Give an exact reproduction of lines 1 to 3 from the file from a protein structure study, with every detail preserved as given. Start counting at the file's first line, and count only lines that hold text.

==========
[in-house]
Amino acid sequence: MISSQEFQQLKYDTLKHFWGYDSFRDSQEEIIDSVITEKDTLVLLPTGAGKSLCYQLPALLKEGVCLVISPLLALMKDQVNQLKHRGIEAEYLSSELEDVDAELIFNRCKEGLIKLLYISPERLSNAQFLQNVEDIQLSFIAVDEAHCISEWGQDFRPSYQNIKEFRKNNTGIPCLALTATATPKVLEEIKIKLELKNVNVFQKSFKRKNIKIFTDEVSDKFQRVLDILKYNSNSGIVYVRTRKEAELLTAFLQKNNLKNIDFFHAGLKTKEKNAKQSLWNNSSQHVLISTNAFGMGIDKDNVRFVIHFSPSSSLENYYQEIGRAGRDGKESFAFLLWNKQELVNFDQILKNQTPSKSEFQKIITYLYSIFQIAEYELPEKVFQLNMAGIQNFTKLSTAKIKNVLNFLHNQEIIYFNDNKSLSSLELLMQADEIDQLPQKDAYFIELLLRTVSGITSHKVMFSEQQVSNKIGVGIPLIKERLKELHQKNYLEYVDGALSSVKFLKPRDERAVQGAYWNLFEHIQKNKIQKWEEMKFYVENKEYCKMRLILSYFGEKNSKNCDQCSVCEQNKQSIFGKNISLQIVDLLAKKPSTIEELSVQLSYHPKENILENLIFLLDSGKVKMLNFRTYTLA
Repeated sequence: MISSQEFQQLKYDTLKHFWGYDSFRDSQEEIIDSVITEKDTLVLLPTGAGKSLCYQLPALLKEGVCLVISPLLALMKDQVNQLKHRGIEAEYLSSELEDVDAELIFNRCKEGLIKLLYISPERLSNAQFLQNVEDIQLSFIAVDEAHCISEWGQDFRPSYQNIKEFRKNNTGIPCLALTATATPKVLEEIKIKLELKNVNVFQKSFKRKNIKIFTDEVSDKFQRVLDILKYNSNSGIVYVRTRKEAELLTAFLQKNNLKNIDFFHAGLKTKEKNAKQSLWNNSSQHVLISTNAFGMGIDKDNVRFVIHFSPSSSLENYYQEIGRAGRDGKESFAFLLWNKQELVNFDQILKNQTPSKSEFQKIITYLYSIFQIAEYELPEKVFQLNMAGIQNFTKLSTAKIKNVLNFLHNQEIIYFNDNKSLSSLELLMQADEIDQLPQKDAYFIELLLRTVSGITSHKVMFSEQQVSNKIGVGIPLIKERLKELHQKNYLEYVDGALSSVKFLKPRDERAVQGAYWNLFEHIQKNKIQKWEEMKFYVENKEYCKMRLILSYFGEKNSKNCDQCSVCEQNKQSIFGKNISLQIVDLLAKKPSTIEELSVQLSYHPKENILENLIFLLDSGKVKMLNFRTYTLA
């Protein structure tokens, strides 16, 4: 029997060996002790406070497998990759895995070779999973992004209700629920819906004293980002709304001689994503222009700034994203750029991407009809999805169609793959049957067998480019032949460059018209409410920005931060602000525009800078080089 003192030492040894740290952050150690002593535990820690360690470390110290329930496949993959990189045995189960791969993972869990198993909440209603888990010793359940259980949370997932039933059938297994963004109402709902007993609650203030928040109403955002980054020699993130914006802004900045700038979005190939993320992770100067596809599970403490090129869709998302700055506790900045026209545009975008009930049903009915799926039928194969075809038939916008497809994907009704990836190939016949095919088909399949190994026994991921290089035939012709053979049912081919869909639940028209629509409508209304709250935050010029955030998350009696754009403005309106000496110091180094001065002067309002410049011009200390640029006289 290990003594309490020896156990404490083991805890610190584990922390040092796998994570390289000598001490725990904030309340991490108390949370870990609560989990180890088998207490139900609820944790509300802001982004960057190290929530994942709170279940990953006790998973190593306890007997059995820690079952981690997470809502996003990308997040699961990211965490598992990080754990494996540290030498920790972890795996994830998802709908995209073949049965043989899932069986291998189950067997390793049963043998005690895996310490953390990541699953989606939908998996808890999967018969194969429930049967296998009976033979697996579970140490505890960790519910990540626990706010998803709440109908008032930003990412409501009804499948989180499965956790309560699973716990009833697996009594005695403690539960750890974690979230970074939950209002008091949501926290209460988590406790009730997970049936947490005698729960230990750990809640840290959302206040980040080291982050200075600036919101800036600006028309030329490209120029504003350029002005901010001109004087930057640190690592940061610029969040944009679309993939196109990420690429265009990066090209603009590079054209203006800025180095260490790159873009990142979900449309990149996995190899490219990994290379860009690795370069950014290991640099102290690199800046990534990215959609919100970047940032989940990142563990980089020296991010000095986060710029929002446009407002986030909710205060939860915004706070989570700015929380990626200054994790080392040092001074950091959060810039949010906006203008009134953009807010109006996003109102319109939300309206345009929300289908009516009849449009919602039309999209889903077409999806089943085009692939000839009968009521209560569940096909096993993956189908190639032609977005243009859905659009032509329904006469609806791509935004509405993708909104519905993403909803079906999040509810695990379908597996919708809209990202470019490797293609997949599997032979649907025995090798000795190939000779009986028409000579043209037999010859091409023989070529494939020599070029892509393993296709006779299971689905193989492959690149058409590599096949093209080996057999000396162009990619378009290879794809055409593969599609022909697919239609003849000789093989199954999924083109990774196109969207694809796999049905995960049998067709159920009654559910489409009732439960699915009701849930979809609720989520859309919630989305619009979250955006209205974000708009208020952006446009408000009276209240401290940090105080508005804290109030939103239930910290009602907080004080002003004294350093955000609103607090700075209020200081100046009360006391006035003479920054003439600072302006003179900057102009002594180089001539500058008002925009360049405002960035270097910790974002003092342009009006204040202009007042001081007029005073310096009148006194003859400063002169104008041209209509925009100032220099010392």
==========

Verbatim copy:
[in-house]
Amino acid sequence: MISSQEFQQLKYDTLKHFWGYDSFRDSQEEIIDSVITEKDTLVLLPTGAGKSLCYQLPALLKEGVCLVISPLLALMKDQVNQLKHRGIEAEYLSSELEDVDAELIFNRCKEGLIKLLYISPERLSNAQFLQNVEDIQLSFIAVDEAHCISEWGQDFRPSYQNIKEFRKNNTGIPCLALTATATPKVLEEIKIKLELKNVNVFQKSFKRKNIKIFTDEVSDKFQRVLDILKYNSNSGIVYVRTRKEAELLTAFLQKNNLKNIDFFHAGLKTKEKNAKQSLWNNSSQHVLISTNAFGMGIDKDNVRFVIHFSPSSSLENYYQEIGRAGRDGKESFAFLLWNKQELVNFDQILKNQTPSKSEFQKIITYLYSIFQIAEYELPEKVFQLNMAGIQNFTKLSTAKIKNVLNFLHNQEIIYFNDNKSLSSLELLMQADEIDQLPQKDAYFIELLLRTVSGITSHKVMFSEQQVSNKIGVGIPLIKERLKELHQKNYLEYVDGALSSVKFLKPRDERAVQGAYWNLFEHIQKNKIQKWEEMKFYVENKEYCKMRLILSYFGEKNSKNCDQCSVCEQNKQSIFGKNISLQIVDLLAKKPSTIEELSVQLSYHPKENILENLIFLLDSGKVKMLNFRTYTLA
Repeated sequence: MISSQEFQQLKYDTLKHFWGYDSFRDSQEEIIDSVITEKDTLVLLPTGAGKSLCYQLPALLKEGVCLVISPLLALMKDQVNQLKHRGIEAEYLSSELEDVDAELIFNRCKEGLIKLLYISPERLSNAQFLQNVEDIQLSFIAVDEAHCISEWGQDFRPSYQNIKEFRKNNTGIPCLALTATATPKVLEEIKIKLELKNVNVFQKSFKRKNIKIFTDEVSDKFQRVLDILKYNSNSGIVYVRTRKEAELLTAFLQKNNLKNIDFFHAGLKTKEKNAKQSLWNNSSQHVLISTNAFGMGIDKDNVRFVIHFSPSSSLENYYQEIGRAGRDGKESFAFLLWNKQELVNFDQILKNQTPSKSEFQKIITYLYSIFQIAEYELPEKVFQLNMAGIQNFTKLSTAKIKNVLNFLHNQEIIYFNDNKSLSSLELLMQADEIDQLPQKDAYFIELLLRTVSGITSHKVMFSEQQVSNKIGVGIPLIKERLKELHQKNYLEYVDGALSSVKFLKPRDERAVQGAYWNLFEHIQKNKIQKWEEMKFYVENKEYCKMRLILSYFGEKNSKNCDQCSVCEQNKQSIFGKNISLQIVDLLAKKPSTIEELSVQLSYHPKENILENLIFLLDSGKVKMLNFRTYTLA